Friday News: Comic Con, copyright, sex emojis, and punctuation
Brands and Fans Flock to Biggest New York Comic Con Yet – With 169,000 tickets sold for the New York City Comic Con, there was a lot going on at this year’s event. Lots of cosplay (as usual), a resurgence of manga (with Mavashi Kishimoto attending), and so-called “branded ‘activations,’” which consisted of major brands, like Progressive Insurance, creating “tie-ins” that would supposedly appeal to millennials. This frankly sounds like more rationalization for amped up advertising, but there doesn’t appear to be a lot of griping about it.
As in years past, the crowding didn’t crimp the enthusiasm of the thousands of avid fans who showed up for panels, signings and spectacle. Panels were standing room only and even with only five minutes left in the show late on Sunday, thousands of fans were still roaming the floor. Issues around diversity in comics–from race to gender to sexual orientation—drove a lot of programming. There were panels focused on gay manga and others targeting black, LGBTQ, transgender and Asian-American representation in mainstream comics, and the ones attended by PW were all packed with the lively and variegated face of a new generation of comics fandom. – Publishers Weekly
How Bad Copyright Law Makes Us Less Safe… And How Regulators Have It All Backwards – So if you’ve been following the Volkswagen scandal, you know that what the company was basically doing was adapting the software in their vehicles to change the emissions setting for official testing, making it seem like the levels were lower than they were. One argument is that because the software was considered unriggable, VW’s tampering was only belatedly discovered. One of the larger problems here is that this situation is indicative of the horrendous state of copyright law, and the limits that are imposed on things like car software, which not only makes research and innovation much more difficult, but can actually endanger the environment and, by extension, people’s lives. As Techdirt points out, there is a profound misunderstanding of how the DMCA, in particular, continues to undermine the long-term goal for copyright protection – to foster more, not less, creative production.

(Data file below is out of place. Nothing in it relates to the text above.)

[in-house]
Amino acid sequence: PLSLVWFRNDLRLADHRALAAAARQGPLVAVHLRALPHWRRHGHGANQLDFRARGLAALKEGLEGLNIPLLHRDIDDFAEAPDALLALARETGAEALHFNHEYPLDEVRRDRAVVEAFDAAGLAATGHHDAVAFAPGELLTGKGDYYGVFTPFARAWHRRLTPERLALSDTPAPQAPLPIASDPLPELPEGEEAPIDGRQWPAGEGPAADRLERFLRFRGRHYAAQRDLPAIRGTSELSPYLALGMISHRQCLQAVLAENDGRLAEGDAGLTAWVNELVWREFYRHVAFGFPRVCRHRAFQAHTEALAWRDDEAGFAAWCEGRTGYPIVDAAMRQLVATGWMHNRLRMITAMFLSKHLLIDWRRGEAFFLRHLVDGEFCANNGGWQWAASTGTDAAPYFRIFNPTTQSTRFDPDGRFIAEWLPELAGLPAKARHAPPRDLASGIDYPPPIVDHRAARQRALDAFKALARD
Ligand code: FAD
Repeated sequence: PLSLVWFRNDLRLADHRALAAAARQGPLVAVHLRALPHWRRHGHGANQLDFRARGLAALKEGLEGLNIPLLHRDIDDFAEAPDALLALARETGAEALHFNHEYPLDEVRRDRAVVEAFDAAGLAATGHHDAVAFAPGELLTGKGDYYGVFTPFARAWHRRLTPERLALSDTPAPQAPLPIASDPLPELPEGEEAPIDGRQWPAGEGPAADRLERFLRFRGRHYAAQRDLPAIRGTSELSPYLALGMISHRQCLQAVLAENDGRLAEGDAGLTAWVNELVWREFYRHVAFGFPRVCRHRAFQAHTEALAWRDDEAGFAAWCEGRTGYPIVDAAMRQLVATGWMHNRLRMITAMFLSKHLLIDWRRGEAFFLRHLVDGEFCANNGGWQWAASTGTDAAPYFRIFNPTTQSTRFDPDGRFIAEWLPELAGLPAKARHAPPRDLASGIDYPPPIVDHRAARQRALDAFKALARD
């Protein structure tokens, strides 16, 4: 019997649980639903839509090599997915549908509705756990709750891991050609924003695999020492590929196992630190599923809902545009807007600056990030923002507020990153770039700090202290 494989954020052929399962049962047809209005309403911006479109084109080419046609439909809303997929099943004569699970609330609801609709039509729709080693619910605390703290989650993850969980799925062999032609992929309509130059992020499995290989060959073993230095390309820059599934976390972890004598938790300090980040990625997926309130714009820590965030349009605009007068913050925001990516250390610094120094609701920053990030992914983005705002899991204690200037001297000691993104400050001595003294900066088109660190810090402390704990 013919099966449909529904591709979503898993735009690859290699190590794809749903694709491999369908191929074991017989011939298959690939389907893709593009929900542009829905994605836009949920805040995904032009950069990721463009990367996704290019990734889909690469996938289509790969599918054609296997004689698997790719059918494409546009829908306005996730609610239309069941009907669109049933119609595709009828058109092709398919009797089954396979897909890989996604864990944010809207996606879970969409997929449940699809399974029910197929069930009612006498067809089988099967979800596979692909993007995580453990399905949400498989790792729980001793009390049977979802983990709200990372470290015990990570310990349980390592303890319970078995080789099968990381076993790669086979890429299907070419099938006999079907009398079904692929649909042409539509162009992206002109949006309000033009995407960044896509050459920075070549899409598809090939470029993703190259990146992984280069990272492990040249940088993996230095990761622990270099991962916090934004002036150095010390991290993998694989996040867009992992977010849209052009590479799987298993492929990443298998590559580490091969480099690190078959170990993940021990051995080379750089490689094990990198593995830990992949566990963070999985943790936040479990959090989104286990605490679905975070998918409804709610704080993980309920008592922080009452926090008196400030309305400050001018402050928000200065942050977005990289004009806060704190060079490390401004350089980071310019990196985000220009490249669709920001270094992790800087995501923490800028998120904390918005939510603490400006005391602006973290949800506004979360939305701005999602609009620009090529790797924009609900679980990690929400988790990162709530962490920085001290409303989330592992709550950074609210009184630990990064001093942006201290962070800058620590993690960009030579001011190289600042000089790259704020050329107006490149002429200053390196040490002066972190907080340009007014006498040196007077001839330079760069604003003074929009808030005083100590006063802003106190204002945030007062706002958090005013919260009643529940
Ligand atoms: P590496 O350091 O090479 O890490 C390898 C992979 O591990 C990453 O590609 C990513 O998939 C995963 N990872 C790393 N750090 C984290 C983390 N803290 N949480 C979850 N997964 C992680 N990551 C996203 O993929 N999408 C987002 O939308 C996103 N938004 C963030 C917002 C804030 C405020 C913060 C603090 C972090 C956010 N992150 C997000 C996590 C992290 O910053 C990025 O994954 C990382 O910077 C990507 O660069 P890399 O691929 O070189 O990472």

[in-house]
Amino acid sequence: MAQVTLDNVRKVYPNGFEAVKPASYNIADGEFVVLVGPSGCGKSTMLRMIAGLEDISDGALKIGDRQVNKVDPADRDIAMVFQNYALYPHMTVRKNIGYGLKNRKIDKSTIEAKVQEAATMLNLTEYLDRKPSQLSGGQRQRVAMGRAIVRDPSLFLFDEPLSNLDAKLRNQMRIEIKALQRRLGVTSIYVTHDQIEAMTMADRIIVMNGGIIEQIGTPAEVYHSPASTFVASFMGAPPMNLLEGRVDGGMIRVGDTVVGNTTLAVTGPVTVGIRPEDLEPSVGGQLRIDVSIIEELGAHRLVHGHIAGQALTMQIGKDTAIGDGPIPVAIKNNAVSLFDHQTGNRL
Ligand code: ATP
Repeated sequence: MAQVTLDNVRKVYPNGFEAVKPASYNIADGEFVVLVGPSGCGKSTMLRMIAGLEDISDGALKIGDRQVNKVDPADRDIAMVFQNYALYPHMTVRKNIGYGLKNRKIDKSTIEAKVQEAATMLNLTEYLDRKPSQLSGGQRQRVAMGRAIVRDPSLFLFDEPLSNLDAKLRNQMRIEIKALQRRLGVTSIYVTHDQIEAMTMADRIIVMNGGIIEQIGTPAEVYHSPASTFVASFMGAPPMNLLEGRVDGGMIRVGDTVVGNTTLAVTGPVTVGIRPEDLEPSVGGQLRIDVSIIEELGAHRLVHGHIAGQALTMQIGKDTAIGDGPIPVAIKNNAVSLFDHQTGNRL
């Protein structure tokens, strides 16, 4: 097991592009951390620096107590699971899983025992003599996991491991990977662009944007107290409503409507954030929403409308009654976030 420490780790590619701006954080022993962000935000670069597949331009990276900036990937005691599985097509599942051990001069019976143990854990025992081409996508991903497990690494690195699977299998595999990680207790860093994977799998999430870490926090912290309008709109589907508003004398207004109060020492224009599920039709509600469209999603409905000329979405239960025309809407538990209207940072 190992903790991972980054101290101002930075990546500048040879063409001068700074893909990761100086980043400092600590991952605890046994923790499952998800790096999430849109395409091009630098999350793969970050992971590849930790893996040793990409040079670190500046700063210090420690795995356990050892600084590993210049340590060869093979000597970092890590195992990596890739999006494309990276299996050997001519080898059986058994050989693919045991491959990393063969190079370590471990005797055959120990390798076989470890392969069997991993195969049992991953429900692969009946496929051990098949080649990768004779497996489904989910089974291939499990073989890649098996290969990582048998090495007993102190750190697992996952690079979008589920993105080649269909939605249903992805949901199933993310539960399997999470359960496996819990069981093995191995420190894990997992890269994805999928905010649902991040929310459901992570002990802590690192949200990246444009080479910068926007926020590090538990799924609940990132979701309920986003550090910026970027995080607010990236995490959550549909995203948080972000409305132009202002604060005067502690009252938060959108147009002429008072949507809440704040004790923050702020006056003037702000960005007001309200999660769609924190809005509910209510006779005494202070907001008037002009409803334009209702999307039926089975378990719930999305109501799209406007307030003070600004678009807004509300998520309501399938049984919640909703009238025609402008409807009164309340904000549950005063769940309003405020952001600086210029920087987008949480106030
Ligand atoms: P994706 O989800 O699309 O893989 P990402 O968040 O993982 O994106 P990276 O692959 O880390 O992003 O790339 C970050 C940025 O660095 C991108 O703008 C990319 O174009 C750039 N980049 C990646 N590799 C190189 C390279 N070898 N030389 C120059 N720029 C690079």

But, really, the fact that the FDA and the EPA are making these arguments is a real sign of just how broken our copyright law is and how little many regulators understand innovation, technology and intellectual property. The EPA and the FDA come from a world of “permission-only innovation.” They are both focused solely on setting up laws that “prevent bad stuff” usually through setting up testing regimes. But those regimes can be gamed — and they don’t seem to recognize that by allowing permissionless innovation to happen, it also opens up worlds of useful research and beneficial innovations, both of which could do a lot more to prevent the kinds of harm that the EPA and the FDA think they’re preventing by opposing these exemptions.
There’s a fundamental misunderstanding of the nature of innovation in this setup — where regulators think that the unknown must be “dangerous” and should be prevented until proven okay. But, as history has shown, such a setup only opens up all sorts of games that the big knowledgeable players can use to dance around those regulations, and no real way for outsiders to call them on it (or to create better alternatives). – Tech Dirt
These emoji celebrate your unique penis – Some of Flirtmoji’s new collection of 290 sexual emojis (and there are plenty of vaginas, too), seem made for some steamy sexting in Romance or Erotica. In particular, there are some “surrealist sex dream” emojis that are pretty creative. Secondary question: how often do people text or sext in contemporary romance?
Inspired by genitalia photos on Tumblr, cinematic shots in porn and a number of unusual Google searches, Flirtmoji’s penis emoji are an attempt to make a wide range of diverse and inclusive art. . . .
Launched in 2014, Flirtmoji is a way for people of many sexualities to communicate their desires through a variety of inclusive sex emoji, which can be copied from the website and pasted into a text message. – Mashable
Comma Queen: Space, the Final Frontier – So let’s do an informal poll here: do you use one space or two after a period? (I use one, unless I’m writing for someone who uses two). According to Mary Norris, only those over 60 still use two, but in my workplace, there are plenty of people in their early 30s who are still using two spaces, and some older folks who use one. So I don’t buy the generational thing. – The New Yorker